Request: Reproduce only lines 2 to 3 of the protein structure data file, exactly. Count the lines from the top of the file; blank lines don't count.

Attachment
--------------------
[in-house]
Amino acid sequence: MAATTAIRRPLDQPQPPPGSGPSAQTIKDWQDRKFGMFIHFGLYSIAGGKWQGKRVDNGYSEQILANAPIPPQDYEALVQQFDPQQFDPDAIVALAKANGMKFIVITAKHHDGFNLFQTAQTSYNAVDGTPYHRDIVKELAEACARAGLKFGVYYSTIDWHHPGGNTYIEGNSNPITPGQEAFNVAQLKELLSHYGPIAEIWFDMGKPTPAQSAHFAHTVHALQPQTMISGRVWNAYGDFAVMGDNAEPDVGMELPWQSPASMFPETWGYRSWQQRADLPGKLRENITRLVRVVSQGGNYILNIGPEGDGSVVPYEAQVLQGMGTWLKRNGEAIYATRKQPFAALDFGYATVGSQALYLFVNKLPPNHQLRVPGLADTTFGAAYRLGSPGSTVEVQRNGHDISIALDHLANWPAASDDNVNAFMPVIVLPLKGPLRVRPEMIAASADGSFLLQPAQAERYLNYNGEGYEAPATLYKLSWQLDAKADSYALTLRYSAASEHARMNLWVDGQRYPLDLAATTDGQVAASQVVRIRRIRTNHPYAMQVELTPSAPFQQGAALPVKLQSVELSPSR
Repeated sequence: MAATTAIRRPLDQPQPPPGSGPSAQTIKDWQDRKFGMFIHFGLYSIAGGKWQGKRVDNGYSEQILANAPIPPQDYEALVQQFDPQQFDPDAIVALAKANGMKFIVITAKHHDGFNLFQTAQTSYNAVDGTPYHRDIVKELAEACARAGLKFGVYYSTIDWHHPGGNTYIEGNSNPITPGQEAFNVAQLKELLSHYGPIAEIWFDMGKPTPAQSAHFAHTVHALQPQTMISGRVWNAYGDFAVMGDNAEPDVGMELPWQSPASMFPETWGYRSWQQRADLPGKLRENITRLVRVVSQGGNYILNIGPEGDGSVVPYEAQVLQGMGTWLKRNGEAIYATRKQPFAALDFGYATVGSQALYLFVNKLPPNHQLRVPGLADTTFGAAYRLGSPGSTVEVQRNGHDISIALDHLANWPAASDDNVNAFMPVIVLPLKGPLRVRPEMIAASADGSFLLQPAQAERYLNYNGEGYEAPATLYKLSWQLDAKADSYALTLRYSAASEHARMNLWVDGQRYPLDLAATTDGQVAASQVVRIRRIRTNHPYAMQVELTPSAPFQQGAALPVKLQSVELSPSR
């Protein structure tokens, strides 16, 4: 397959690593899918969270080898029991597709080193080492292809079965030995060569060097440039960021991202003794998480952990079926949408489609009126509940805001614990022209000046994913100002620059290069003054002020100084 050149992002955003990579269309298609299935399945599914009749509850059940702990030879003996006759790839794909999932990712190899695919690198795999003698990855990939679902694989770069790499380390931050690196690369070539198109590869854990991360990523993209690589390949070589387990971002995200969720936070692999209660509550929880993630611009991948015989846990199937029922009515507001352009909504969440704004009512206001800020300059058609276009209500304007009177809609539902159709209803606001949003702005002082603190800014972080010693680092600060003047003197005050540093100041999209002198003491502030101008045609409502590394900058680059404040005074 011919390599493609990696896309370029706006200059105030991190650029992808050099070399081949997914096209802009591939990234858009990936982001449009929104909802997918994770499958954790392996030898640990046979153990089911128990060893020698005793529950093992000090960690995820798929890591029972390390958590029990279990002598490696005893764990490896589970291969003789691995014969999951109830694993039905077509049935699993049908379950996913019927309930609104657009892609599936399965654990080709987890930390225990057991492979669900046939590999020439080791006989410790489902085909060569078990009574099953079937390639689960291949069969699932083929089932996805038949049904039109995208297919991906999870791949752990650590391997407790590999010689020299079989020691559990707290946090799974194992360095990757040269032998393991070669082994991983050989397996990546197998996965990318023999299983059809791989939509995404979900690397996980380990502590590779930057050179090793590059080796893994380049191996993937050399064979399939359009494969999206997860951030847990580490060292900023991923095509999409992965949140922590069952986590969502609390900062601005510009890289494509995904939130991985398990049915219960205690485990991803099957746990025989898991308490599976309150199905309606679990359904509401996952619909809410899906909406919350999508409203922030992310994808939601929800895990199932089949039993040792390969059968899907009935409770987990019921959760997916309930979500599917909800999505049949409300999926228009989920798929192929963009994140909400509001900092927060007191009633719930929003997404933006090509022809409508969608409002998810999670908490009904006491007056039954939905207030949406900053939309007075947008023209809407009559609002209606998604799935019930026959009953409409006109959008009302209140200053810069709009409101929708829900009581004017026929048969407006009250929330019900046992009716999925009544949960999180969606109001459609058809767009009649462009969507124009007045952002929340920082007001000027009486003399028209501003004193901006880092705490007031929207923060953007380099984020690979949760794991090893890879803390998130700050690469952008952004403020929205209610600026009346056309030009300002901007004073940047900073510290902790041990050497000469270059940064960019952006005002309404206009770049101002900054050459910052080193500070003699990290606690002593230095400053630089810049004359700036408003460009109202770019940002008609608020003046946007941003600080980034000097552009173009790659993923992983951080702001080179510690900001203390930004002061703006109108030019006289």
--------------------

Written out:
Amino acid sequence: MAATTAIRRPLDQPQPPPGSGPSAQTIKDWQDRKFGMFIHFGLYSIAGGKWQGKRVDNGYSEQILANAPIPPQDYEALVQQFDPQQFDPDAIVALAKANGMKFIVITAKHHDGFNLFQTAQTSYNAVDGTPYHRDIVKELAEACARAGLKFGVYYSTIDWHHPGGNTYIEGNSNPITPGQEAFNVAQLKELLSHYGPIAEIWFDMGKPTPAQSAHFAHTVHALQPQTMISGRVWNAYGDFAVMGDNAEPDVGMELPWQSPASMFPETWGYRSWQQRADLPGKLRENITRLVRVVSQGGNYILNIGPEGDGSVVPYEAQVLQGMGTWLKRNGEAIYATRKQPFAALDFGYATVGSQALYLFVNKLPPNHQLRVPGLADTTFGAAYRLGSPGSTVEVQRNGHDISIALDHLANWPAASDDNVNAFMPVIVLPLKGPLRVRPEMIAASADGSFLLQPAQAERYLNYNGEGYEAPATLYKLSWQLDAKADSYALTLRYSAASEHARMNLWVDGQRYPLDLAATTDGQVAASQVVRIRRIRTNHPYAMQVELTPSAPFQQGAALPVKLQSVELSPSR
Repeated sequence: MAATTAIRRPLDQPQPPPGSGPSAQTIKDWQDRKFGMFIHFGLYSIAGGKWQGKRVDNGYSEQILANAPIPPQDYEALVQQFDPQQFDPDAIVALAKANGMKFIVITAKHHDGFNLFQTAQTSYNAVDGTPYHRDIVKELAEACARAGLKFGVYYSTIDWHHPGGNTYIEGNSNPITPGQEAFNVAQLKELLSHYGPIAEIWFDMGKPTPAQSAHFAHTVHALQPQTMISGRVWNAYGDFAVMGDNAEPDVGMELPWQSPASMFPETWGYRSWQQRADLPGKLRENITRLVRVVSQGGNYILNIGPEGDGSVVPYEAQVLQGMGTWLKRNGEAIYATRKQPFAALDFGYATVGSQALYLFVNKLPPNHQLRVPGLADTTFGAAYRLGSPGSTVEVQRNGHDISIALDHLANWPAASDDNVNAFMPVIVLPLKGPLRVRPEMIAASADGSFLLQPAQAERYLNYNGEGYEAPATLYKLSWQLDAKADSYALTLRYSAASEHARMNLWVDGQRYPLDLAATTDGQVAASQVVRIRRIRTNHPYAMQVELTPSAPFQQGAALPVKLQSVELSPSR